Co-writer/director: Ty Roberts
What inspired you come up with the idea for the film?
Based on the wonderfully written novel of the same name I was completely moved by this true-grit West Texas oilfield story and romance. From page one, the book felt like a movie and I related to so many characters — many of which hit close to home.
Why did you want to tell this story?
The main characters’ story was not unlike that of my grandfathers who started out in West Texas oil fields just before WWII. Having grown up in Midland the oil man is a character I know well and have always wanted to put into a film. The Iron Orchard captured it all and I felt like I was a natural fit to tell this unique story.
How do you relate to your characters or subjects?
I come from three generations of independent oil men and have seen the ups, downs, and in-betweens of striking out on your own and trying to make it. Oddly enough an independent filmmaker and independent oilman have many of the same characteristics — dreamers, risk-takers, movers and shakers and both like to have a lot of fun along the way.
What aspect of the story changed the most during writing and production?
Probably the grandiose nature of the some of the oilfield scenes — in particular, a major rig fire in the book (and early versions of the script) that is the pinnacle of our characters downfall. The blowout is a metaphor for his building madness and it all comes tumbling down at once. We achieved the same results but with less fire and explosions. Operating on a small budget also made us very careful to keep large scenes with lots of extras and cars to a minimum.
What was the most courageous decision you or your crew made during production?
Already a full day behind schedule and the pressure building, we chose to cut the afternoon short — during one of the main oil well strikes — because of approaching thunder and lightning. It was 107 degrees out but the storm brought grape-sized hail that would have been horrendous to deal with out in the field. It was hell cutting the day short — because just as fast as a storm can approach, it can also disappear — but I commend my AD and producers for making that call. It took a lot of courage to put us behind even more but in the end, it all worked out and was a very smart decision.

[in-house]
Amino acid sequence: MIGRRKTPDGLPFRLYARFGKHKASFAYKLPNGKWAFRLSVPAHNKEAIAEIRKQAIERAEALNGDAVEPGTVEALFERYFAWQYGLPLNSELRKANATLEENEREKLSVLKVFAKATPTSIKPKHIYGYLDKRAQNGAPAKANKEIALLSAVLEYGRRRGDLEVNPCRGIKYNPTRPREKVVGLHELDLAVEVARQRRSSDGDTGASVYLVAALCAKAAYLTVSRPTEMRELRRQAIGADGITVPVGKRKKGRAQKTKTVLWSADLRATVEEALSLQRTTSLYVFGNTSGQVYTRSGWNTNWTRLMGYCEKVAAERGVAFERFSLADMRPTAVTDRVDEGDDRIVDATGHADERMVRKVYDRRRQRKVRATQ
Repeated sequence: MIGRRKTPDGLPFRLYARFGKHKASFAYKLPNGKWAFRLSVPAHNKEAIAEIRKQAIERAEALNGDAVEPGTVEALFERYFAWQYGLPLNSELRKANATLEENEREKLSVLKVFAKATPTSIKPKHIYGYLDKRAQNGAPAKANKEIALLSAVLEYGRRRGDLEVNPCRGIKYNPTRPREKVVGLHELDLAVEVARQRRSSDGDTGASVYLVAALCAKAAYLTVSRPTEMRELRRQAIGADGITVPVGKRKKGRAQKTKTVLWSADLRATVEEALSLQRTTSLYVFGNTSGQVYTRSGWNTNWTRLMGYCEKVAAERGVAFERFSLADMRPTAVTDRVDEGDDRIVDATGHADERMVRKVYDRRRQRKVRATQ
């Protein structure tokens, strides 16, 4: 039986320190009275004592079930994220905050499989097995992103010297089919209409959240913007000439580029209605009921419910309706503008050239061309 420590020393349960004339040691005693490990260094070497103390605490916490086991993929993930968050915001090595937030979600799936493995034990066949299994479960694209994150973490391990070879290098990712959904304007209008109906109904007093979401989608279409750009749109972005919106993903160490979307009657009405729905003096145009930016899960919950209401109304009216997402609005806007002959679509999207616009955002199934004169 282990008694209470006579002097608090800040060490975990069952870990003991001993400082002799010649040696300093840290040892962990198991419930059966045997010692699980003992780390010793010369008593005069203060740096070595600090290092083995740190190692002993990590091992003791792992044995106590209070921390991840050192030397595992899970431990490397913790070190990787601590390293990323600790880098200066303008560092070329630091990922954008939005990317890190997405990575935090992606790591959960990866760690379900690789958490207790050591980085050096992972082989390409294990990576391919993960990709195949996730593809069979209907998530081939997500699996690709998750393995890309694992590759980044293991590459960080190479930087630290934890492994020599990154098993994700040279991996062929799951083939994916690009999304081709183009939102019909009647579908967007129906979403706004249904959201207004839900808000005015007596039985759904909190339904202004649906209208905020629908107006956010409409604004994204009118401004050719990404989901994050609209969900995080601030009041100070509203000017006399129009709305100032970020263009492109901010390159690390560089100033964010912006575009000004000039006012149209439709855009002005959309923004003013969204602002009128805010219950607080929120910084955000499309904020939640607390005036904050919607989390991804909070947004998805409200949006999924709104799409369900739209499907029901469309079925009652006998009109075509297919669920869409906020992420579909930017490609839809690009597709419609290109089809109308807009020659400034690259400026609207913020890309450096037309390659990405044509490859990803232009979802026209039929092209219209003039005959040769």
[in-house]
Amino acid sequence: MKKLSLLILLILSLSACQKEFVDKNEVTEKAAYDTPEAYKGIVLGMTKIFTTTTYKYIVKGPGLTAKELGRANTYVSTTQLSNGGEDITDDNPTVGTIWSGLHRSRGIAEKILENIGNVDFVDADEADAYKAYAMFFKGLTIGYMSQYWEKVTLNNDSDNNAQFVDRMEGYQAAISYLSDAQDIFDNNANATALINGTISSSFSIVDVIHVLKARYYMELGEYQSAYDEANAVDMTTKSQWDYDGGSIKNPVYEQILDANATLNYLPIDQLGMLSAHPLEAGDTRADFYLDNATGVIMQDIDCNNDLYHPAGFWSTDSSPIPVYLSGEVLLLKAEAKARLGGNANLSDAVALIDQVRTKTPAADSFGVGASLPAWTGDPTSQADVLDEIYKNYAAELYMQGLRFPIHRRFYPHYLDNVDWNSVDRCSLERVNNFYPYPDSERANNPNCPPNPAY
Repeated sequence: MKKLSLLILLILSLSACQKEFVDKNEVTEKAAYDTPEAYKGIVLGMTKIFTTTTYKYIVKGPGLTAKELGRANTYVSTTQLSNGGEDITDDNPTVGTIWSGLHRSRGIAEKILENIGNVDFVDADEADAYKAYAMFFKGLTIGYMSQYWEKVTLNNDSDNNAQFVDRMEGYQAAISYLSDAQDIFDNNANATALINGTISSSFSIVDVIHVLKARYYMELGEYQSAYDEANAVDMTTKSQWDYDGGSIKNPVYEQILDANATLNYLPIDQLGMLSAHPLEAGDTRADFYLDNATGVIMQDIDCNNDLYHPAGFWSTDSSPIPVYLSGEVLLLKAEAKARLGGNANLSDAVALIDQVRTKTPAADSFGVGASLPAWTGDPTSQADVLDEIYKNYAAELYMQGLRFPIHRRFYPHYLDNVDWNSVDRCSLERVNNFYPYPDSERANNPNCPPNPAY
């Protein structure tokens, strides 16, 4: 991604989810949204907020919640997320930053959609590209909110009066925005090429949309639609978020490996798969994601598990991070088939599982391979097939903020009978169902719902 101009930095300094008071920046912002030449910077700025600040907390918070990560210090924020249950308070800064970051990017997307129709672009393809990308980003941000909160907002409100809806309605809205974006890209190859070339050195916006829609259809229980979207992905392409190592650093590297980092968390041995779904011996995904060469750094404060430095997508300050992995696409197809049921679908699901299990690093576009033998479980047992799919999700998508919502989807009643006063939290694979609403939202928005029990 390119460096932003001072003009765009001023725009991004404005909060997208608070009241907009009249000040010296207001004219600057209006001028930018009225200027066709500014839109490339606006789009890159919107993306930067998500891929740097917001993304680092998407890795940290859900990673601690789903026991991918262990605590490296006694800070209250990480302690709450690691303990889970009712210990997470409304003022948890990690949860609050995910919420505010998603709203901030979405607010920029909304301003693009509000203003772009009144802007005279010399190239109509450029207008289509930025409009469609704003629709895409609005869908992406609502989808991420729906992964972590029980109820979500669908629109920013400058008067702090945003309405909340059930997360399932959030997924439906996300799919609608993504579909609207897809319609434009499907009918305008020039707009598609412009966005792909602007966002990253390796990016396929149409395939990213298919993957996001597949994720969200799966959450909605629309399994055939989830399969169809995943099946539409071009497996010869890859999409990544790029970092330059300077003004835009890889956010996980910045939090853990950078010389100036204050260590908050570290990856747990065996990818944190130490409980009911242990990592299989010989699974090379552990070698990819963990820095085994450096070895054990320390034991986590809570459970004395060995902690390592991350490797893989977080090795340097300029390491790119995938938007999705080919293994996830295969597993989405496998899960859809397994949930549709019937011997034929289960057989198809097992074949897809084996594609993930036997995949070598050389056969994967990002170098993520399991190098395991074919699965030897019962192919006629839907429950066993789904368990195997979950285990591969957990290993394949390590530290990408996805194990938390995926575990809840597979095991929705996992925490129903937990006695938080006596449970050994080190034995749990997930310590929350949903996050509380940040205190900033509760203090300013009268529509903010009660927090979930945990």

Were there any risks that you faced during production and how did you find a way to embrace them?
Countless. The aforementioned storm. The weather, in general, was constantly changing. The heat. Days of 112 degrees were common but the misery shows — it’s definitely what we wanted to feel from our characters. Despite it being difficult we played it smart, drank lots of water and got what we needed. I think it resonates on screen.
What influenced the visual style of the film?
Mostly old French and Italian cinema mixed with some Christopher Doyle/ Won Kar Wai….Happy Together in particular.
What risks did you take to tell your story?
Making a low budget epic period piece in West Texas about oil is a risk in and of itself. I had way more people tell me we couldn’t do this than said we could, which creates an inherent sense of risk to the project. But the main “risk” I suppose was finally accepting the fact I was not going to raise but about 30% of our intended budget and we went ahead with the production anyhow. We just cut back scenes, downsized and somehow made it work.
How would you encourage others to tell their story or manage through the process of screenwriting or film producing?
Getting a film made is incredibly difficult. I admire anyone who can pull it off. If you’re hell-bent on dedicating months or even years of your life to something for the sake of telling “your story” then absolutely go for it. But be prepared for a tremendous roller coaster. And once it’s all done and ready to show the real battle begins. But just as you found creative ways to tell and make your film you will find ways to get it shown and out into the world.
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